Why are New Yorkers so angry

"I wasn't prepared for all the dead" : New York becomes the world's crisis center

Life is incessantly offering its wisdom to the living. Go out, because it's worth it. Don't forget to look up out there. These two teachings were valid until a few weeks ago in New York City, where a Chrysler Building could be admired at sunset. Or, at Madison Square Park, the top of the Flatiron Building. Or ... oh, it was so long ago.

The wisdom of the New York present is different. New Yorkers are now learning: It can always get worse.

In three days the number of deaths has doubled

There are more infected people today than yesterday. More deaths, of course. More terrible news, more bizarre too. And less hope. If you stroll through Manhattan today, hesitantly of course, avoiding all other passers-by, you will still find this former center of the western world a little darker than yesterday.

The numbers this Saturday morning: 102,863 corona infections and 2,935 deaths in the state of New York, including 57,159 infections and 1,562 deaths in New York City, the world crisis center, the ghost world city. In just three days, the number of deaths had doubled.

And it goes on and on. The moment is still around six days away when there will be no more ventilators, said Governor Andrew Cuomo on Friday, "D-Day" is now the prophylactic name for that day; or prophetic.

Too many cases, too few staff

Doctor B. reports from a hospital in Queens that he is now working in a war zone: "There are beds everywhere in the hallways, far too many cases, far too few staff, no equipment, today the protective mask from yesterday".

And the nurse D. says she was not prepared for all the dead, she was only 24 years old.

And like so many of the silent heroes, to whom the applause from the balconies and apartments in the city is meant every day at 7 p.m. during these weeks, C., best friend and best man, surgeon and urologist, volunteered for an emergency call. There has been no meeting for four weeks, no beer, no sailing training, no breakfast, just face time and e-mails.

"Horror, Hope, Loneliness"

C. reports from the first day: “The work in the intensive care unit is a reality of contradictions. Horror, hope, loneliness, fear and self-doubt ran through me at the same time when I put on a protective suit and mask for the first time. The first patient was 60, the brother of a colleague. He was already on the ventilator, and although he wasn't sweating, I could feel his fever through the towels. "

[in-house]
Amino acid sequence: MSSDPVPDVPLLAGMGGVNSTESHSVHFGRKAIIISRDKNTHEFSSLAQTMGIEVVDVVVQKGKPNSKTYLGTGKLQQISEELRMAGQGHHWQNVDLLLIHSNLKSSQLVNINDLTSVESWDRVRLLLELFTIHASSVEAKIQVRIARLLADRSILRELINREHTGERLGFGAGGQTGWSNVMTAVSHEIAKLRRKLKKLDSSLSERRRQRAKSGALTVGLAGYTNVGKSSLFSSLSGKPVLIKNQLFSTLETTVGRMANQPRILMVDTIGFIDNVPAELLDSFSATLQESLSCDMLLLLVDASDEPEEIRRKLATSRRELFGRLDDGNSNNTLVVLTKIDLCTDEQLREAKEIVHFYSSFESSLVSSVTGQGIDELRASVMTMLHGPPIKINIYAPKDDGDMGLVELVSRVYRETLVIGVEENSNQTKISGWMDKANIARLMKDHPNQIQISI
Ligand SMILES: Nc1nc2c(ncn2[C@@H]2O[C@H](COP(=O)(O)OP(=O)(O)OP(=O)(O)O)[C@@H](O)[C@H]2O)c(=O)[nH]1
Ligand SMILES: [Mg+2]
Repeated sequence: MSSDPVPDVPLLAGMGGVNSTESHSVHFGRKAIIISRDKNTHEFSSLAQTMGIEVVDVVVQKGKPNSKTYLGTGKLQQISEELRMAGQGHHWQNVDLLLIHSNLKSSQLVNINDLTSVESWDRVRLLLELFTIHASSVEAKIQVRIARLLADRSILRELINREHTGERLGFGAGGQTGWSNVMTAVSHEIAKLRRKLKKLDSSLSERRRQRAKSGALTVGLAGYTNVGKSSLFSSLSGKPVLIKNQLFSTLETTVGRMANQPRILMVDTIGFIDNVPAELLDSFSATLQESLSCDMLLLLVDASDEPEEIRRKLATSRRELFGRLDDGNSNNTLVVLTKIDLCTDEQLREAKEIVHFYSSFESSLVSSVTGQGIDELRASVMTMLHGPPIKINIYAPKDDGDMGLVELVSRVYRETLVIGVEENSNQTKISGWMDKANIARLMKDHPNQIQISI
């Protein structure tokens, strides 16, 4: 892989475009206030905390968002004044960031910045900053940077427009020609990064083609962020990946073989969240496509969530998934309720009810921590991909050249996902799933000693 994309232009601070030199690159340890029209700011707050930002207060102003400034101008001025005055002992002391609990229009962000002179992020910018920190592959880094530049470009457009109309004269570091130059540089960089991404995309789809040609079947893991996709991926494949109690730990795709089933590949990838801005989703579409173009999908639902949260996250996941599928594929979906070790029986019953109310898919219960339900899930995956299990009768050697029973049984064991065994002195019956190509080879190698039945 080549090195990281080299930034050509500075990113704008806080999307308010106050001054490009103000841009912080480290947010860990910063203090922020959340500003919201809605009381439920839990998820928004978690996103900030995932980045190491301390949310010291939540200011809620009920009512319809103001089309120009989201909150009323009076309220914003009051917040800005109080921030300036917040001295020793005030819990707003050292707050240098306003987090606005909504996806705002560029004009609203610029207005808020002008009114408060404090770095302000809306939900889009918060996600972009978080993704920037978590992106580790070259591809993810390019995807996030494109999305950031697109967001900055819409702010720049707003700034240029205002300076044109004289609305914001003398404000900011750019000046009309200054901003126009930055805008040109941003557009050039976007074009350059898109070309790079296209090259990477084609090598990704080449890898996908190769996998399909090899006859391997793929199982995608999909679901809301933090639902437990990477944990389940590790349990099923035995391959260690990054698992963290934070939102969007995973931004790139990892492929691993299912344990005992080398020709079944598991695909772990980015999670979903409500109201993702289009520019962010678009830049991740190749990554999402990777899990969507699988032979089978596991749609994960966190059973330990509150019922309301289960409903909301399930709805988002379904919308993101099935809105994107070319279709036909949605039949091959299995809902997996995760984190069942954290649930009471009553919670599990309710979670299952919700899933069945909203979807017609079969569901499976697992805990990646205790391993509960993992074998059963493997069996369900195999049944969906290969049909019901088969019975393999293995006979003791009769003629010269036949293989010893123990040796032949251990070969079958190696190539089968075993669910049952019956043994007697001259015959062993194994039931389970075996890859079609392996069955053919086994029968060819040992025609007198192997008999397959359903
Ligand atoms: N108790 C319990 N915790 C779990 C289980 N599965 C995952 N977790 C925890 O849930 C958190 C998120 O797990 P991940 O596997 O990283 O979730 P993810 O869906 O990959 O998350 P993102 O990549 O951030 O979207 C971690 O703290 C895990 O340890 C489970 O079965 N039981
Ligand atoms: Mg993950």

For the man it was the second day of ventilation, says C., maybe the strong reaction of his body will save him. “It will be a week or two before we know. I had to make two accesses, one in a jugular vein and the other in an artery on the wrist. This is not a high-risk surgery, but there have been moments when it could have gone wrong. He would not have had a high tolerance for complications. "

Broadway lights? dark

New York City was a public place back then, before Covid-19. The shoeboxes called apartments are expensive here - but for that eight and a half million New Yorkers got Central Park and MoMA, the Metropolitan Opera, all the galleries and all the shops and also the Yankees (baseball), the Rangers ( Ice hockey) and, well, even the lousy curtsey (basketball); all the people here got a life that felt wider, bigger, more worth living than anywhere else.

The 41 Broadway theaters grossed two billion dollars a year - the lights of Broadway are dark. The Met, says its director Peter Gelb, will lose 60 million dollars due to Corona, which cannot be anything other than existence-threatening.

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The pace and strength of this city carried its residents away; everyone, everyone who lived here wanted to do or become something, had an idea, was enthusiastic about something. That is why New York was always bigger than its clichés: with every new image it always invented its counter-image, never slept and can never fall silent. Everyone here thought that. Before Covid-19.

All the nannies, cleaning women, security guards: unemployed

New York was a money city, of course. Wall Street defines Manhattan, and Manhattan defines the rest of the metropolis. And now: unemployment across the board. The chain reactions: all the nannies, cleaning women, security guards lose their jobs. Ten million Americans registered unemployed in just two weeks of March, the rate rose from 4.4 to 13 percent, and this will continue, more drastically here than in the rest of the country.

C., the doctor and friend, writes:

“I need a few moments to find my focus, to find my way back from the grand scenario of this pandemic to the very specific anatomy of those few centimeters behind the ear and under the chin. But I can't see the vein. Is he dehydrated yet? I need help.

I call for a nurse through the sealed vacuum door. As soon as she's changed, she comes in and turns the bed so he is upside down. I find the vein, and there is a rush of emotions: No, I didn't screw it up. I'm wet from my own sweat under a protective suit and mask. "

A city like from the 19th century

He spends a total of 80 minutes in the same room with the terminally ill patient - it's the nurse's first day at work: She flew in from Kansas and volunteered to help. “She is like a saint who does not know that she is a saint,” writes C. - “modest. Moving."

Background to the coronavirus:

New York could be dark before, all you had to do was go down the steps into the world of the subway: pale people squeezed into the subway, listened to music, read or slept, nobody looked at the others, nobody down there smiled. Rats were running through the stations. The announcements: mumbled.

There were, even then, those days when New York looked like a city from the 19th century: the fumes everywhere, the lousy sewers, the holes in the streets, the power outages, including this radical class system, of course, the rugged, angry one Lower class. Once a man ran through the car and held up a sign: "Scream at me - $ 1."

As quiet as usual on Thanksgiving